Seth Moulton, a Democrat, represents Massachusetts’s 6th District in the House of Representatives.
Amid the tragedies of the Iraq War, one bright spot always stuck with me: seeing Iraqis vote. They dipped their fingers in ink to prove they voted, and rather than hiding those fingers for fear of reprisal, they walked through the streets holding them high. What they were saying was, for the first time in their lives, their opinions mattered — their votes counted.
That’s the most fundamental requirement of a democracy: Everyone should be able to vote, and every vote should matter. But the uncomfortable truth is, those rights have never truly been guaranteed here in the United States. It’s time to fix what’s broken.
To change the country, we need to fundamentally change how government works: We need to abolish the filibuster and the electoral college.
First, the filibuster. The Senate should require a simple majority to pass legislation, not the arbitrary 60 votes required by the filibuster. A recent New York Magazine article sums up why: “At present, the 26 smallest states are home to roughly 17 percent of the U.S. population. Which is to say: The filibuster allows lawmakers elected by less than 17 percent of voters to exercise veto power over any and all laws. This is a monstrously anti-democratic institution with no parallel in any other advanced democracy.”
It’s hard to argue with that. And contrary to popular belief, the filibuster was not created intentionally by the Founding Fathers to make the Senate more bipartisan or deliberative. In fact, the Senate originally had a rule that the House still has, which allows a simple majority to end debate on a measure; it was only in 1806, at Vice President Aaron Burr’s suggestion, that that rule was dropped and not until decades later that filibusters began to be used.
The filibuster is also holding us back, ensuring that our laws don’t change with the will of voters. A majority of Americans want economic change, gun reform, a plan to address climate change and health care for all. But we have a lopsided system that makes it nearly impossible for that majority to obtain 60 seats in the Senate. So if we don’t abolish the filibuster, the changes that most Americans want — and the promises 2020 candidates are making — will likely never come to pass.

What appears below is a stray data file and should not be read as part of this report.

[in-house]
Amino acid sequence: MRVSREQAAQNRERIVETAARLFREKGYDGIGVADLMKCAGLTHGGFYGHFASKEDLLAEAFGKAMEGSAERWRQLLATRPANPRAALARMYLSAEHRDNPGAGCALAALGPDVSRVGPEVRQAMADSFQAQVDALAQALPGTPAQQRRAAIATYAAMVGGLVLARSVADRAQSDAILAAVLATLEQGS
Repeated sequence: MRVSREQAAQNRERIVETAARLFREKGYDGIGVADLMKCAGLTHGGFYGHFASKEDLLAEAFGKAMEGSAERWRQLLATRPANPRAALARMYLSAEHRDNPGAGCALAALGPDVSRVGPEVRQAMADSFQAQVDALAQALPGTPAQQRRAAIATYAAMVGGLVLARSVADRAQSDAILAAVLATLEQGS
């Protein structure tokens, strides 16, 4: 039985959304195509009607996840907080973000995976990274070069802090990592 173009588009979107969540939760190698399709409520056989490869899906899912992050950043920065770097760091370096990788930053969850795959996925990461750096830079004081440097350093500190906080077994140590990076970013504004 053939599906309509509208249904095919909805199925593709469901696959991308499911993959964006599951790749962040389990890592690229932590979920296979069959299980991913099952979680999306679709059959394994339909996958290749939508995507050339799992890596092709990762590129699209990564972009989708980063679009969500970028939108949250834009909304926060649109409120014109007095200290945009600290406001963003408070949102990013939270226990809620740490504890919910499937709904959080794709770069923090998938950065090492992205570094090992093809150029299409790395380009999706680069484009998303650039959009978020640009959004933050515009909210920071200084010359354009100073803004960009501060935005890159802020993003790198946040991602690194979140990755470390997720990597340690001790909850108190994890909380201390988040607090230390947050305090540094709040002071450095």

That’s unacceptable; issues such as climate change won’t wait, and neither can we. Senate Republicans through a mere majority vote already did away with the filibuster for Supreme Court nominations. We should do the same with all Senate votes to give Americans the legislative voice they deserve.
Next, the electoral college. We all know the obvious reason this needs to be replaced with a popular-vote system: In 2016, approximately 3 million more Americans voted for Hillary Clinton than Donald Trump, and yet, Trump is the president. This is not wrong because Trump is a bad president; it’s wrong because it’s unfair to have some Americans’ votes count more than others — just like it was wrong in when a similar thing happened in 2000, 1888 and 1876.
People often defend the electoral college by arguing that without it, presidential candidates would pay attention to only a few states. But that’s already the case because of the electoral college: Two-thirds of general-election presidential campaign events in 2016 were held in just six states, and 94 percent were held in just 12 states. In a winner-take-all-electoral-votes system, candidates campaign only in the states that are a toss-up.
But if we abolish the electoral college — either through a constitutional amendment or a national popular-vote compact — presidential candidates could earn votes anywhere, making them far more likely to campaign everywhere. Then, no matter where you live or how your neighbors vote, your vote would matter. As it should.
Granted, the filibuster and electoral college are not the only problems with our electoral system. It took nearly a century for black Americans to have any representation in Congress, and they still face voter suppression and gerrymandering tactics today. Corporations, which have been deemed people by the Supreme Court, often have more of a voice in our politics than the actual humans do. And in some places, it’s still easier to buy a gun than cast a vote.
Democrats in the House are tackling these issues by passing H.R. 1, vowing to end gerrymandering and voter suppression, take dark money out of politics, and more. But H.R. 1, like so many other great and wildly popular ideas, will never pass the Senate as long as we have the filibuster. And even if it did, it would be vetoed by a president who lost by 3 million votes.
But it doesn’t have to be that way. America has never been a country that has gotten it all right. We’re a work in progress. And these reforms are the next step.